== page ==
Glenda Korporal | The Australian
NEWCREST chief executive Greg Robinson has had the dubious distinction of seeing the share price of his company halve since he took over in July 2011.
When he succeeded Ian Smith, the shares in Australia’s largest goldmining company and one of the world’s largest goldminers were approaching $40.
Now, long-suffering Newcrest investors have the rest of the Easter break to decide whether they might regard Thursday’s closing price of just over $20 as one of those “buy on weakness” events or a sign to further exit the company’s shares following the latest piece of disappointing news.
It was only last month that Robinson, on releasing the company’s half yearly results, was assuring investors he was hopeful the company would meet the lower end of its production guidance range of 2.3 million to 2.5 million ounces of gold.
This followed confirmation that the company’s interim profit for the six months to December was only $320 million – almost half the $611m it reported in the six months to December 2011 — on the back of lower sales and lower gold prices.
But the company’s share price rose at the time on words of comfort from management that the current half would be better.
On Thursday, shareholders learned that Robinson was downgrading the company’s production guidance to two million to 2.15 million ounces, mostly because of production issues at its Lihir goldmine in Papua New Guinea.
They reacted badly to the news, wiping off almost $1.4 billion of its sharemarket capitalisation – yet more disappointing news for the company and yet another profit downgrade from a leading Australian Securities Exchange-listed mining company.
A cynic might say this was further bad news from a company that had been a serial disappointer for investors and yet another reason to get out of gold shares altogether.
The immediate reaction by some analysts has been a little more benign.
Morgan Stanley noted that “a downgrade was somewhat expected . . . but the magnitude was greater than we expected. However, key growth projects are on track for significant growth in financial year 2014.”
Credit Suisse estimated that the production downgrade was expected to reduce Newcrest’s net profit after tax for the current financial year by 20 per cent, or $177m, to $716m.
It described the latest issue as “disappointing as it is a new problem with the old plant”.
But it argued that Newcrest’s guidance on Lihir now appeared to be conservative and “from an investor point of view, the issue should not be overstated”.
The latest downgrade has served to highlight again the fact Newcrest, under Smith, overpaid for Lihir in 2010 when it spent $9.5bn buying the operation.
As Morningstar noted in its analysis of the problem, “the Lihir acquisition decimated Newcrest’s returns on capital and sees the company without a moat”.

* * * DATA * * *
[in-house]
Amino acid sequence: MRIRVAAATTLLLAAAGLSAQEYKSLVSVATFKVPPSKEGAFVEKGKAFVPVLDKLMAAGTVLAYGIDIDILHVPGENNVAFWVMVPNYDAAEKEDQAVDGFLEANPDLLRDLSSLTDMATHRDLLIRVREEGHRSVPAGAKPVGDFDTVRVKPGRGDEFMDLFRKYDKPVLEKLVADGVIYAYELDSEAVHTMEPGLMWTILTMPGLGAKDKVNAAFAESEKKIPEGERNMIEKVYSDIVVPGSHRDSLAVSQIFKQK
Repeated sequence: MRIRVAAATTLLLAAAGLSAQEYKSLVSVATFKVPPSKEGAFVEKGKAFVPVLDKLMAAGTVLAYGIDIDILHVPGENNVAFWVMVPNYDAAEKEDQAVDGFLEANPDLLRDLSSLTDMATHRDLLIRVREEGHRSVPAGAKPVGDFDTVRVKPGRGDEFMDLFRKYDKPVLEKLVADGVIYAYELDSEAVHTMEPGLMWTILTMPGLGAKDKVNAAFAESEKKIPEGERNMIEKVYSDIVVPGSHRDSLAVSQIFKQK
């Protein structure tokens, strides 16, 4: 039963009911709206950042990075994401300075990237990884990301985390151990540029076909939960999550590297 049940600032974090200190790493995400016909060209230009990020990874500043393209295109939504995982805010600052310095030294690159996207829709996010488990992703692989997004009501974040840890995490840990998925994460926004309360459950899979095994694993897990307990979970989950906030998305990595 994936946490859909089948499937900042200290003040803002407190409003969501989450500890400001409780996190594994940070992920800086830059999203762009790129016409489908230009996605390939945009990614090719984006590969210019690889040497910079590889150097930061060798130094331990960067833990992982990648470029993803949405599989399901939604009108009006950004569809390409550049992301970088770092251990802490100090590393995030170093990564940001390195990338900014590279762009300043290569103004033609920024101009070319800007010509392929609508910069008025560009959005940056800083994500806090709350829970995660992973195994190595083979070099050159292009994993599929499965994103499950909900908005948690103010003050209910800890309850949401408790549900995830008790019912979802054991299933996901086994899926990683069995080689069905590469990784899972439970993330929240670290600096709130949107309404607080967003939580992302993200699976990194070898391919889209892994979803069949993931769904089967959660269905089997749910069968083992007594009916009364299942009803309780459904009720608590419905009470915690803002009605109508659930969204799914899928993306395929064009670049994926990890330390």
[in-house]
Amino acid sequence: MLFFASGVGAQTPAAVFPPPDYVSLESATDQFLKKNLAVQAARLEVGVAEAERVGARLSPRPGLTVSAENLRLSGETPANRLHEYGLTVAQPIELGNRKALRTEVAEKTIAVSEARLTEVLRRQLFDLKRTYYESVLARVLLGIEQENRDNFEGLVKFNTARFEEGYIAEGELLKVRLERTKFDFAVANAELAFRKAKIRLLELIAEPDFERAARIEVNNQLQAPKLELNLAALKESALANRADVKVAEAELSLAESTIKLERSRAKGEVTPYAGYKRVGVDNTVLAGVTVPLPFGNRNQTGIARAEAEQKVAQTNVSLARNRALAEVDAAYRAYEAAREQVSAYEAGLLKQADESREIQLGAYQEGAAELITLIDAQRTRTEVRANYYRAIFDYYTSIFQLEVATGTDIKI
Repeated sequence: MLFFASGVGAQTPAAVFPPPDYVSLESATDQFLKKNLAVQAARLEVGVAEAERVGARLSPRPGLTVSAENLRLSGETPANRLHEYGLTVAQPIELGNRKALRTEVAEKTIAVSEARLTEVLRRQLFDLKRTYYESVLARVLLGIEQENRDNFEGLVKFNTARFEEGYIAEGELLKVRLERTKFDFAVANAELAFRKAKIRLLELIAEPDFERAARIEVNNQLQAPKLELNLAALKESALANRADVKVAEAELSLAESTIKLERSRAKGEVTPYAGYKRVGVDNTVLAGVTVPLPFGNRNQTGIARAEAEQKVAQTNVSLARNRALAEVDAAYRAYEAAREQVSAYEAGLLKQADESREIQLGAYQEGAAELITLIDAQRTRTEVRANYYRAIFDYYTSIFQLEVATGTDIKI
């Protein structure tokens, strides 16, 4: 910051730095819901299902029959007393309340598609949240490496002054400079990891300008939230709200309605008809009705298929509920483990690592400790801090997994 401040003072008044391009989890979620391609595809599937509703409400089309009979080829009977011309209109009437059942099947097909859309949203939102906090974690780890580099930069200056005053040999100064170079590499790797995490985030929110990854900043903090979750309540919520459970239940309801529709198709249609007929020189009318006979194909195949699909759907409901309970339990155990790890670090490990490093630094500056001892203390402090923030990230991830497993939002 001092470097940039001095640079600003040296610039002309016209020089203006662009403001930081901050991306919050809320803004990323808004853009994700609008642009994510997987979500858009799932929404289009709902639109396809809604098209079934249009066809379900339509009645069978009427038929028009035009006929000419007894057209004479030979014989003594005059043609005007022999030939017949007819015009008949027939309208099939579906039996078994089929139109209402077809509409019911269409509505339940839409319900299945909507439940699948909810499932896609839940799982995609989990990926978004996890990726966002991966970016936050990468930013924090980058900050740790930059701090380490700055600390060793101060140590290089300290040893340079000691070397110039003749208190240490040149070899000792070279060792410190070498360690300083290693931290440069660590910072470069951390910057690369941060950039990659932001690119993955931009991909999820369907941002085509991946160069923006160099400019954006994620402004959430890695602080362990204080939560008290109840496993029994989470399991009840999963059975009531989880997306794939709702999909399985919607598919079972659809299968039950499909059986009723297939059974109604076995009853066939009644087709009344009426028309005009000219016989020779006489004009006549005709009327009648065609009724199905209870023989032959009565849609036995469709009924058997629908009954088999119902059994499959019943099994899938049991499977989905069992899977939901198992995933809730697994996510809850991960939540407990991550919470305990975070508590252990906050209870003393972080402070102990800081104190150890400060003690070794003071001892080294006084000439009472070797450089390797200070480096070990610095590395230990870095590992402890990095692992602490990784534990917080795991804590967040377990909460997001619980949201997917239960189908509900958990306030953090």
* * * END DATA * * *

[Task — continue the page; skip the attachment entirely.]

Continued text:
“Such was the extent that Newcrest overpaid that it’s unlikely returns on invested capital will improve to acceptable levels in the forseeable future,” it said.
But it noted that “the underlying assets remain of reasonable quality and we believe it is unlikely management will repeat the Lihir mistake”.
Mining is always a risky business – just ask former Rio Tinto chief executive Tom Albanese – but the issues also highlight the difficulty of doing business in PNG.
The country has some of the richest mining deposits on earth and its citizens should be among the better-off people in the world, but for foreign companies operating there it has presented many difficulties.
There are always the memories of the old Bougainville Copper, which operated the world’s largest open-cut mine, producing copper, gold and silver, before it was closed after a long-running dispute between landowners and investors back in 1989.
At its height in the 1970s and 80s, the company’s tax payments made up 20 per cent of PNG’s national budget.
Earlier this year, well-respected economist Ross Garnaut was forced to quit his role as chairman of Ok Tedi Mining, PNG’s biggest earning company, after he was barred from entering the country by the political leaders in Port Moresby.
In Newcrest’s case the issues with Lihir relate to production rather than politics.
And Lihir offers Newcrest large, low-cost gold deposit, much more economical than its operations in Australia.
Newcrest’s operations are focused on the Asia-Pacific region, with Australia and PNG accounting for 40 per cent each, and Indonesia and Ivory Coast in West Africa making up the rest.
If Newcrest can get its production from Lihir on track, it will put the company back on a growth path and help reduce its operational costs.
But the question for shareholders, with the price of gold coming off its peaks, is: how patient are they prepared to be?
As Morningstar says: “Returning to an exploration and development focus rather than acquisitions is correct but the arduous delay between initial discovery and first production means that it will take years to improve returns.”